Small Business Trends Radio

Modern Etiquette Tips For Workplace Topics

Small Biz AdviceJanuary 31, 2008By

Court Cunningham on 5 Local Marketing Mistakes. So you’ve just landed a new job, began settling in and now it’s lunchtime. You go into the break room refrigerator. . .but what’s this? Your lunch has disappeared? What’s going on here?

Our featured guest in this Episode of The Small Business Trends Radio is Anna Post, Author and great-great-granddaughter of Emily Post. Anna is part of the team at The Emily Post Institute, created by Emily in 1946 and run today by third generation family members.

Emily’s work has continued to grow and now addresses many societal concerns – one of which happens to be business etiquette.

JumpUpTopics include:

  • The most common mistakes in etiquette? — How about the lunch that’s disappeared from the break room refrigerator? And isn’t that person speaking loudly on the cell phone annoying? Top that off with an appointment that showed up late and was preoccupied with a blackberry or some other form of technology the entire time. These are just some of the situations that Anna touches on. Do some apply to you? Anna provides some solutions for during the interview so you may want to listen.
  • How about technology etiquette? — What’s important to do here is to always think about HOW you’re using the technology. For instance, do you take calls during meetings and appointments? Do you send senseless office emails or useful business related ones? Do you insist that others attempt to use technologies that they are not familiar with just because you do and it’ll make life easier for YOU?

Anna blogs on modern day etiquette on her blog, which is affectionately named “What Would Emily Post Do?” She blogs about everything from culture to “green” weddings to – yep, you guessed it – business. And when it comes to that, what’s really important to realize is that many different “corporate cultures” exist nowadays. So what is casually accepted at one company may not be at another.

With that in mind, how do you navigate these varied corporate cultures? For starters, always be courteous and use common sense. But to get into the heart of the matter, click the red and yellow player below and listen to Anna’s full interview on the subject.

 

5 Responses to “Modern Etiquette Tips For Workplace Topics”

  1. Amanda Says:

    Anna offers some really good advice. I wish more businesses would concentrate on etiquette with their employees. I do not like going into a shop and hearing the employees talk to each other about their personal lives. Too much detail and I’ve often heard inappropriate things!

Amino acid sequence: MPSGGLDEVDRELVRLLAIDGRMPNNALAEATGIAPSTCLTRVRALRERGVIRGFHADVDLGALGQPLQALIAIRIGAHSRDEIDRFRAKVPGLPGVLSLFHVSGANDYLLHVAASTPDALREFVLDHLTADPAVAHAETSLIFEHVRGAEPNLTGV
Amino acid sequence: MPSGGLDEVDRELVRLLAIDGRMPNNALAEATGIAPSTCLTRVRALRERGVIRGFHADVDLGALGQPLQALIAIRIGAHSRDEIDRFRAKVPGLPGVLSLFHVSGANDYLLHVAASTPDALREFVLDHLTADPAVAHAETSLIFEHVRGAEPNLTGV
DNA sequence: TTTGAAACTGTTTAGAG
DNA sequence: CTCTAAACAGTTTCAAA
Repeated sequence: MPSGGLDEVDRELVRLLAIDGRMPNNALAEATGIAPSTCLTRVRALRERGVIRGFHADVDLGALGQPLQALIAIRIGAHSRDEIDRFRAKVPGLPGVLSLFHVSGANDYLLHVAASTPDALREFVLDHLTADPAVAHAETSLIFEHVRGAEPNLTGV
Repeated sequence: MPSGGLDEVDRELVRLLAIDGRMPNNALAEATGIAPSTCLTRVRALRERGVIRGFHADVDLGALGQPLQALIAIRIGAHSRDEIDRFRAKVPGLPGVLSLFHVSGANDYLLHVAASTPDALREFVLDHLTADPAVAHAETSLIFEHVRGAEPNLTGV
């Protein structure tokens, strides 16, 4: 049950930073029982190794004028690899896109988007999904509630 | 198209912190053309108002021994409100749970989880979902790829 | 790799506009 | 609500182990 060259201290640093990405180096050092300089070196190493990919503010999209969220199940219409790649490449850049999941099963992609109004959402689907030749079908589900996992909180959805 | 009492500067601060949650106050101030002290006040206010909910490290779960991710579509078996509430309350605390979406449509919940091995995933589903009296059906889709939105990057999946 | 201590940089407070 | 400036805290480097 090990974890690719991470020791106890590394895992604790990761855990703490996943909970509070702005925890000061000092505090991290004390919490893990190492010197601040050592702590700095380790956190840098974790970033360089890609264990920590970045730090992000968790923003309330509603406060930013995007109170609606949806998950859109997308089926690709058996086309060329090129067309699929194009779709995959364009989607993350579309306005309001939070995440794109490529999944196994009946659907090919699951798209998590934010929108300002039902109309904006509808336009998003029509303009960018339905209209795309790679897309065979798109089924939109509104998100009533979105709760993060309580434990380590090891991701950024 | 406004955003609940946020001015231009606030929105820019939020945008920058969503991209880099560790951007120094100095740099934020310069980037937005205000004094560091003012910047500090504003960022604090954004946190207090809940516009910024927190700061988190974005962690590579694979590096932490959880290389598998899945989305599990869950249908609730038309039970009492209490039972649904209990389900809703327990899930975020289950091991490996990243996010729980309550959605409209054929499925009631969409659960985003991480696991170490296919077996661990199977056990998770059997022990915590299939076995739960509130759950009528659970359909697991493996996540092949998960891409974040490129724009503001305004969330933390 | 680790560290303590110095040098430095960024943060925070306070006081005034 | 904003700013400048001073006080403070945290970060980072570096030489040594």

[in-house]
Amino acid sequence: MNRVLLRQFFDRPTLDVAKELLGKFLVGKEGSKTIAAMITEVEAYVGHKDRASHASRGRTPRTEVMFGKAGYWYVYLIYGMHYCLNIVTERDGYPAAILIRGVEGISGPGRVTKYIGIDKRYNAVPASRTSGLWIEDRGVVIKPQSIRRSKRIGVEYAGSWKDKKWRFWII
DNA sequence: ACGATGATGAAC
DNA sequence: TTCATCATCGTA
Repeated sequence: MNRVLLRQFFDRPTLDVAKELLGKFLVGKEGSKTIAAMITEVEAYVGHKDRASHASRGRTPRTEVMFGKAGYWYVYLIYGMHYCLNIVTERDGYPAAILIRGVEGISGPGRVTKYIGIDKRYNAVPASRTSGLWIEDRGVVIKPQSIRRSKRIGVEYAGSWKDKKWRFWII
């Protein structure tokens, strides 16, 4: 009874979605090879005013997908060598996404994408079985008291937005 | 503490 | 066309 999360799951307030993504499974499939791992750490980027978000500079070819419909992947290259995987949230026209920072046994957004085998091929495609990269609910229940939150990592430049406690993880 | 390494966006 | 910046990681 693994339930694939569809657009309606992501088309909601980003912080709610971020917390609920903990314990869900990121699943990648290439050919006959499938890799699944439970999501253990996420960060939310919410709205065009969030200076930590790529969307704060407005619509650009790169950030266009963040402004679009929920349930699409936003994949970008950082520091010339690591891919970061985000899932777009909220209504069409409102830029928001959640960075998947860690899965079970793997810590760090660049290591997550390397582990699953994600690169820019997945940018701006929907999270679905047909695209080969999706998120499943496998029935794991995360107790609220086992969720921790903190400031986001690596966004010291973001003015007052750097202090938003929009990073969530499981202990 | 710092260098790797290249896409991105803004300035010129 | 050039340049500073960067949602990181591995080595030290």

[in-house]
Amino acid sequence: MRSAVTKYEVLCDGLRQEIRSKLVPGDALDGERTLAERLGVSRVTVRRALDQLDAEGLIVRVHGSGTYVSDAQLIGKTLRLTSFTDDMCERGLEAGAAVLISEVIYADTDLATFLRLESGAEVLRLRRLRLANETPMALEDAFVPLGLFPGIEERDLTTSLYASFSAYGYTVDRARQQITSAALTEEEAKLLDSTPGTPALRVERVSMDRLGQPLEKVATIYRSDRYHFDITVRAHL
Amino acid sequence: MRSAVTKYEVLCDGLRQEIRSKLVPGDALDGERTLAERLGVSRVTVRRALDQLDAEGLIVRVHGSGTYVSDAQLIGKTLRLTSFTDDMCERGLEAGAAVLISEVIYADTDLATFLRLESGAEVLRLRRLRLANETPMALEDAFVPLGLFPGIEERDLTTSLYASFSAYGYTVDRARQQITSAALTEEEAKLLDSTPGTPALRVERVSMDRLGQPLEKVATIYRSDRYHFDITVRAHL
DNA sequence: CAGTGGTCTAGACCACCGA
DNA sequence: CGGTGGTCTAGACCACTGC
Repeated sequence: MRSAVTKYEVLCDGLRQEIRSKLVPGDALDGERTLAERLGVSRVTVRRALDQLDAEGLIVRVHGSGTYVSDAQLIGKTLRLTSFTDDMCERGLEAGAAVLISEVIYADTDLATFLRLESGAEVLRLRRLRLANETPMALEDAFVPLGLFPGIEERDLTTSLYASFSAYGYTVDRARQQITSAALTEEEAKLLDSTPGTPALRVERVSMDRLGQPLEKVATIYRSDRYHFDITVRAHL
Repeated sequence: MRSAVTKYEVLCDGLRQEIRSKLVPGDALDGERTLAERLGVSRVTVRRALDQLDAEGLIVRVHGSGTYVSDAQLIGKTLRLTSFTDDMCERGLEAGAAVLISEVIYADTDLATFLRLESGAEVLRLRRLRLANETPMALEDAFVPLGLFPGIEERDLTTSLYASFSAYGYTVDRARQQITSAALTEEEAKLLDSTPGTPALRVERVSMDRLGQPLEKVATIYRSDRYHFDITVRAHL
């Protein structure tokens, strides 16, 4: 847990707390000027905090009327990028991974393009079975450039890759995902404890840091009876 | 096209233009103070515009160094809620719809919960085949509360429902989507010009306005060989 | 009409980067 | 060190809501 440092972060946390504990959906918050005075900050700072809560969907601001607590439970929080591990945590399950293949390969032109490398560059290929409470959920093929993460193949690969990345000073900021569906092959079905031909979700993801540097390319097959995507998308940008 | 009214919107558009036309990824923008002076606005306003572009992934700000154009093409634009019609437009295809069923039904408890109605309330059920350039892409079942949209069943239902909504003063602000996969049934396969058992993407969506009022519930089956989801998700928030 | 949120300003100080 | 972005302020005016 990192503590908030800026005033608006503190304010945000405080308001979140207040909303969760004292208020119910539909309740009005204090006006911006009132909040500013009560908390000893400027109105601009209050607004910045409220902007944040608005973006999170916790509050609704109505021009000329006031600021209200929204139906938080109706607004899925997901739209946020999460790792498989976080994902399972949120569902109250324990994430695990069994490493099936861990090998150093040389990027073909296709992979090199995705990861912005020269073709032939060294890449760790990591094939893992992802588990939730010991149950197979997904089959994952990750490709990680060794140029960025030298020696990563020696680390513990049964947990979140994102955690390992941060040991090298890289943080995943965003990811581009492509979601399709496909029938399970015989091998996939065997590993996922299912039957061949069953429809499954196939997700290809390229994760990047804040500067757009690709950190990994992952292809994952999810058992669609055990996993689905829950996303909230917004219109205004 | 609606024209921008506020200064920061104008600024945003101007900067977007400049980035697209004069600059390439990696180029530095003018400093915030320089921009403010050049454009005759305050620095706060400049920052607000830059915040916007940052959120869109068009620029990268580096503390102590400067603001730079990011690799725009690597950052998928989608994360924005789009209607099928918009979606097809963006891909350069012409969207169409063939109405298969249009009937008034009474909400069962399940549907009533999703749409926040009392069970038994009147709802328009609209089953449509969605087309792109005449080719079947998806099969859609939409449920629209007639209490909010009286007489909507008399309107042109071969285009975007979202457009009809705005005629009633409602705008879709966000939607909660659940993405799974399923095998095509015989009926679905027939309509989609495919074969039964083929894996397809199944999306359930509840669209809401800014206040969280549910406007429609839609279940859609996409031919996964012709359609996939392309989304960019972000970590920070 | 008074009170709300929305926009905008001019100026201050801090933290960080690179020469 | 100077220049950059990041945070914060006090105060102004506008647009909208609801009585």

2. Martin Lindeskog Says:

    Anna Post,

    You gave me good advice on business etiquette. Have you read Richard Gesteland’s book, Cross-Cultural Business Behavior?

    http://www.amazon.com/Cross-Cultural-Business-Behavior-Richard-Gesteland/dp/8763000938

    I will finish my comment with a funny twist regarding dining etiquette…

    http://www.harryroolaart.com/index.php?module=article&view=11&lay_quiet=1

    Cheerio!

    All the Best,

    Martin Lindeskog – American in Spirit.
    Gothenburg, Sweden.

  3. Austin Says:

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  4. Chris Says:

    One particular piece of ettiquette advice I’d like to see more of a focus on was mentioned during this interview. . .and that is – when you’re in line at a retail shop, please do not allow employees to take telephone calls and address those before finishing your transaction and seeing you on your way.

    Also, I recently experienced this. A couple were applying for a credit card at a large department store during the Holiday season this year – and this was done at the register. First attempt took 15 minutes and was denied. Then made a second attempt with another individual on the account – another 15 minutes!

    Must this be done at the register during the Holiday season?

  5. EJMalyn Says:

    Really enjoyed Anna’s interview and can agree with all said except “common sense”. You can’t learn common sense, you either have it or you don’t. So Amanda, the employees you hear talking about their personal everything using very inappropriate language are the ones with no “common sense”. A business cannot teach employees “common sense”.

 
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